Ooh! You Are Awful

THE POSEIDON ADVENTURE : Director Ronald Neame. Stars : Gene Hackman, Ernest Borgnine, Red Buttons, Carol Lynley, Roddy McDowell, Stella Stevens, Shelley Winters. Distributor : Fox Rank.

Old time lavish adventures are fine on lavish budgets, but when you try and make ’em for under a million pounds, things begin to become unstuck – like Shelley Winters’ dress – I mean !! Seriously, you must be joking, there wasn’t even time to set the atmosphere of decadence, aboard an Atlantic cruise ship, badly most of the time, mocked up inside a studio. The publicity handouts suggest this is one of those movies where all our realistic, familiar Jones and Jonettes from next door, are plunged into a real life situation, like a ship turning over in an earthquake which takes place at exactly midnight on New Year’s Eve. Have you ever been trapped in the middle of the lake in a leaking boat with the Vicar ?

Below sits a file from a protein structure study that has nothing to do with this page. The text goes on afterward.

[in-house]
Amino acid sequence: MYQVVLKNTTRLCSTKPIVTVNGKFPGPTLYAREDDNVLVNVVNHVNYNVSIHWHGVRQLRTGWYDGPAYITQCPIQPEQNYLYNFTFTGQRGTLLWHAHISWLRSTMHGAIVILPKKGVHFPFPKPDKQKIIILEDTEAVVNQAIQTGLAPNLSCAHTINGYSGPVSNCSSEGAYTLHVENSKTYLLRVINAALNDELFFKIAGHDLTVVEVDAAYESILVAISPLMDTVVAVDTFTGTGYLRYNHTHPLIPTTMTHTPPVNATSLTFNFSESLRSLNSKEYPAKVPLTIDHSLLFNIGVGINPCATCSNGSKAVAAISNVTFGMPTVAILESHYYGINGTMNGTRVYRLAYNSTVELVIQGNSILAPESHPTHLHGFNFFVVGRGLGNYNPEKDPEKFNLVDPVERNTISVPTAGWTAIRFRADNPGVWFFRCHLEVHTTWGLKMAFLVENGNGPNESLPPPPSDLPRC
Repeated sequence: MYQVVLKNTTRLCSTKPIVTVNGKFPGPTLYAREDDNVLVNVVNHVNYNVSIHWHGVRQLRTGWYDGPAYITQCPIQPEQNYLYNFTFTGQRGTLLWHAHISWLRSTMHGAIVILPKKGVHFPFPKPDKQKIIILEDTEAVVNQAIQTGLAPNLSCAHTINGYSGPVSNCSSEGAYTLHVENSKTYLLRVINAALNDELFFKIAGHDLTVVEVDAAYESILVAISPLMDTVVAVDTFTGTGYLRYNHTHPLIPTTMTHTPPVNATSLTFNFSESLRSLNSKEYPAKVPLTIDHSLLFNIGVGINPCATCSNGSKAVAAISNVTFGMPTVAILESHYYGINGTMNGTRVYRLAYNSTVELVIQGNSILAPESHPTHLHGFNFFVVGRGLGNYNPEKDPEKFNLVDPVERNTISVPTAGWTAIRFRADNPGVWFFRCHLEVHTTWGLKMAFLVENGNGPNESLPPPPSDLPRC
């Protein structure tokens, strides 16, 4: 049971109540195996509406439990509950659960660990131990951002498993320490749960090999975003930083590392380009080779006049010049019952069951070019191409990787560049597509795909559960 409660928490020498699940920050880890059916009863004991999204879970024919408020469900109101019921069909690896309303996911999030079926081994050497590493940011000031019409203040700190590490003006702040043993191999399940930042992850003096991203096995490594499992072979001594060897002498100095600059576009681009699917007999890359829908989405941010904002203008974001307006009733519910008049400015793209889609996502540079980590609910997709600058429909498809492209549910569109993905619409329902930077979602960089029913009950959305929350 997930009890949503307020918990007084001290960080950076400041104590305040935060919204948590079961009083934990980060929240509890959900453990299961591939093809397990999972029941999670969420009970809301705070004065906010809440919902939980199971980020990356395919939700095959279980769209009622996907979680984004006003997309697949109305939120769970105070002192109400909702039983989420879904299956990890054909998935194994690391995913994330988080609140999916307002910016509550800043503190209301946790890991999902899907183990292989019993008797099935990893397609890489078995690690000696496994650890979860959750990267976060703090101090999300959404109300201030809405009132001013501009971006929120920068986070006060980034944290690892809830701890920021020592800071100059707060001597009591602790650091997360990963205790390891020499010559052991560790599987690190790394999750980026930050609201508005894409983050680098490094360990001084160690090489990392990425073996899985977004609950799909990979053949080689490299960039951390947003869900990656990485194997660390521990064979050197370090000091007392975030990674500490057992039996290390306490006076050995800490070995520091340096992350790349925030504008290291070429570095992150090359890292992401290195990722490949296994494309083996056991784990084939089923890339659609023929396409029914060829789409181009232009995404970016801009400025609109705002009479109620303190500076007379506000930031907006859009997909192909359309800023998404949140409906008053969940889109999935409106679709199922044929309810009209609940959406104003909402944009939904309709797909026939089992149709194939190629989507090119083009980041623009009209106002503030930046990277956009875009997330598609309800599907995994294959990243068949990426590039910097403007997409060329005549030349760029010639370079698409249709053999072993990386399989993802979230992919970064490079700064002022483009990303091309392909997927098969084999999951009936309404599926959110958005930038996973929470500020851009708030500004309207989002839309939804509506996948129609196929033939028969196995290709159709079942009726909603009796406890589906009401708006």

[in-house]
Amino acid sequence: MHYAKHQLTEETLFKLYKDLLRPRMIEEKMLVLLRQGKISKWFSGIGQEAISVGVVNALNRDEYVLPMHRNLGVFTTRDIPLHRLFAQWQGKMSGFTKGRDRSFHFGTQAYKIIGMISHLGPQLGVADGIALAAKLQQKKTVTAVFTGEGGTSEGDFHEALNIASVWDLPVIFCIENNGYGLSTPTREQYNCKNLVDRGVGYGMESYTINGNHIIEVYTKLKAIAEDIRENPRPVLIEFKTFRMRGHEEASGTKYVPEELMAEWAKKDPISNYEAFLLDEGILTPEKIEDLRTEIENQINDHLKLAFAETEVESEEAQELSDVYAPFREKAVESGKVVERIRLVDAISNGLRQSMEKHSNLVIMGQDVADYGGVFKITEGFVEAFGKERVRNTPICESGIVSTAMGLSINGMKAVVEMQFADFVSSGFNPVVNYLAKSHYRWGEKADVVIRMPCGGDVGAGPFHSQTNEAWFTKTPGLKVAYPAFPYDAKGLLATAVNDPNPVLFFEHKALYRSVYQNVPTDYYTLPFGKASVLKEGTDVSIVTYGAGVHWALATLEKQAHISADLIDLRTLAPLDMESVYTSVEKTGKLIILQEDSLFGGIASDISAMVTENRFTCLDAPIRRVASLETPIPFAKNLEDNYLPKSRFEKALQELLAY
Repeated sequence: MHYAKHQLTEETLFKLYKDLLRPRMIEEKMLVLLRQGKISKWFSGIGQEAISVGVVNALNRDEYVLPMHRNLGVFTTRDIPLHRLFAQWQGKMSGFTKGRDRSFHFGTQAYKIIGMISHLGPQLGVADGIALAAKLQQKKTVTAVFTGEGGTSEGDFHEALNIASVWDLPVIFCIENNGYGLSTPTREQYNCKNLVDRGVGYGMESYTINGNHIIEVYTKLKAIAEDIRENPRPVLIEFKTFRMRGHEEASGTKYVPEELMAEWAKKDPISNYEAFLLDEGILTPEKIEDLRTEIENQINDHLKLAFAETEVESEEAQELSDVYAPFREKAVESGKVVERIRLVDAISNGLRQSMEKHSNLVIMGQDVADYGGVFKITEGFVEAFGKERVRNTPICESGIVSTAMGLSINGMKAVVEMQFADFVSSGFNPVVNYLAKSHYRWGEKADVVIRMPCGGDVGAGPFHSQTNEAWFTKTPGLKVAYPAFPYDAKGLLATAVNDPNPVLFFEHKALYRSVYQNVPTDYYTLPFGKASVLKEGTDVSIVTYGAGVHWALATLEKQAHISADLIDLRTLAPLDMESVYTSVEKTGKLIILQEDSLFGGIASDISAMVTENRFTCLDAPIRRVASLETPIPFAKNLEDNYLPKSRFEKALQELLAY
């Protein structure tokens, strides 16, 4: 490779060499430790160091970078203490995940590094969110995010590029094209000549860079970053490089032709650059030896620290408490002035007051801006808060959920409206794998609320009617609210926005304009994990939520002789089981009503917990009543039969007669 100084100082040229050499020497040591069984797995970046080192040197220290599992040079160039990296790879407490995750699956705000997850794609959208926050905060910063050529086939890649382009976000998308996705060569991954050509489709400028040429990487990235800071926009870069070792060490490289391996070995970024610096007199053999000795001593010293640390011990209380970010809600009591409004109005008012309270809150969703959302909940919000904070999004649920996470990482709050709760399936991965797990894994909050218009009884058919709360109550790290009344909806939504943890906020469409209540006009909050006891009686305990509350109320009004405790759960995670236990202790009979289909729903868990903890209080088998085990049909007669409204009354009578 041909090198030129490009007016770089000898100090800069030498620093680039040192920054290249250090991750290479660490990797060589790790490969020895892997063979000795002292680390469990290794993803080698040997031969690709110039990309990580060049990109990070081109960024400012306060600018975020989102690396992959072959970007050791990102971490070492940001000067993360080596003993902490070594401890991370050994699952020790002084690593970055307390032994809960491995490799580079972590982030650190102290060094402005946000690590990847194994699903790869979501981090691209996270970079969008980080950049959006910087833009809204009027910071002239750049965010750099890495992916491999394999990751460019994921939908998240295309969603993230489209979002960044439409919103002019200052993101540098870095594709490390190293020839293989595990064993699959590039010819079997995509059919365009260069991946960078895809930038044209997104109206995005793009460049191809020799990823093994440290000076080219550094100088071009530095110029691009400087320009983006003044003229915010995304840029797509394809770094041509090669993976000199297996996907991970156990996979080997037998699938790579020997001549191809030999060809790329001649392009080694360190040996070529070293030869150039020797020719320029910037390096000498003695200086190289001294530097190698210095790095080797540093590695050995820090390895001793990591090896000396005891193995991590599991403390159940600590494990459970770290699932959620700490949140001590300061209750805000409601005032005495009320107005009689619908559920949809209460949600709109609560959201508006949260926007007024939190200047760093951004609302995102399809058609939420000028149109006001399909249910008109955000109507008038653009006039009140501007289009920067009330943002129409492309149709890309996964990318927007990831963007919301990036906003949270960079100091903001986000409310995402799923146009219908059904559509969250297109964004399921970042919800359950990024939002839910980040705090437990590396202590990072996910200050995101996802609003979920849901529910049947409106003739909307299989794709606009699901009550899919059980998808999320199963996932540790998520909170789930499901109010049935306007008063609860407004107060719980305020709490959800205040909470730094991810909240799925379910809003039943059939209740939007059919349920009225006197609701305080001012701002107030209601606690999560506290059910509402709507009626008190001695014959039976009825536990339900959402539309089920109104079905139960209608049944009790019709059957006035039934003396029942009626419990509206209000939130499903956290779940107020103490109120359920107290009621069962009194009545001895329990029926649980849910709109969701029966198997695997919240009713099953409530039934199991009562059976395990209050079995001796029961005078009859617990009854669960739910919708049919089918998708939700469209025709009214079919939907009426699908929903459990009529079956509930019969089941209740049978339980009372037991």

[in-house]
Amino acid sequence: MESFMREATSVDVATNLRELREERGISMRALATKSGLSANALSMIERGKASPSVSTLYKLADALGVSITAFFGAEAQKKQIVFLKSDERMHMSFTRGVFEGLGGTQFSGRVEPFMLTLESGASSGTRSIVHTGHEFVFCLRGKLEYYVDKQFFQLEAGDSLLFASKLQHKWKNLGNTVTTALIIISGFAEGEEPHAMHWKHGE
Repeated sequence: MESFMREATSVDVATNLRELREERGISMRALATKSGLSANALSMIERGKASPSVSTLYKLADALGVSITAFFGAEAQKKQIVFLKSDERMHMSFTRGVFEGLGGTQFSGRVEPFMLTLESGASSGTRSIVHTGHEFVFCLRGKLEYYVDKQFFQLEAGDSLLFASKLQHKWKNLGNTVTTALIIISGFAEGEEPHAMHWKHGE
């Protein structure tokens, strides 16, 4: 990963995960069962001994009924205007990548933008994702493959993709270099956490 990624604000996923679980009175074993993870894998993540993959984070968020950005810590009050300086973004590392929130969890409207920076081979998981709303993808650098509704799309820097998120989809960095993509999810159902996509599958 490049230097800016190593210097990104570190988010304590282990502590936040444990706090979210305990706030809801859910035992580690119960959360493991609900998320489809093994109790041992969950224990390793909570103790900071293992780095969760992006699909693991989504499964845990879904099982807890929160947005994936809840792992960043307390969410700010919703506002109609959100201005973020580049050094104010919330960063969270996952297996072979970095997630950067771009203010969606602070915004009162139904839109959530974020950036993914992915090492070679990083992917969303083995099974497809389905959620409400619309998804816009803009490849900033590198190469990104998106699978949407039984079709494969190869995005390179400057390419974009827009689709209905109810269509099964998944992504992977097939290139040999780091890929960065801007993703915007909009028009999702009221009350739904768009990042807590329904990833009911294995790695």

Anyway, its all been done before. George Sanders made a movie like this, I wish I could remember its name, in the early sixties. It had an identical plot except the direction of the suspense was excellent, and the characters weren’t all shallow, fine upstanding citizens.

As those of you who read these columns regularly know, I am a great champion of entertaining, exciting cinema, but you can’t make effective big films on little budgets, nor can you fob off the discerning cinema goer, the only people who haven’t succumbed to the telly, whoever they may be, with cheap novel crap about people crawling upside down through an upturned ship with courage, valour and a stiff upper grip, or however Americans handle a situation like this. Incidentally I was very disappointed not to catch even one glimpsette of the Stars and Stripes or a plastic gold replica of the Statuette of Liberteria.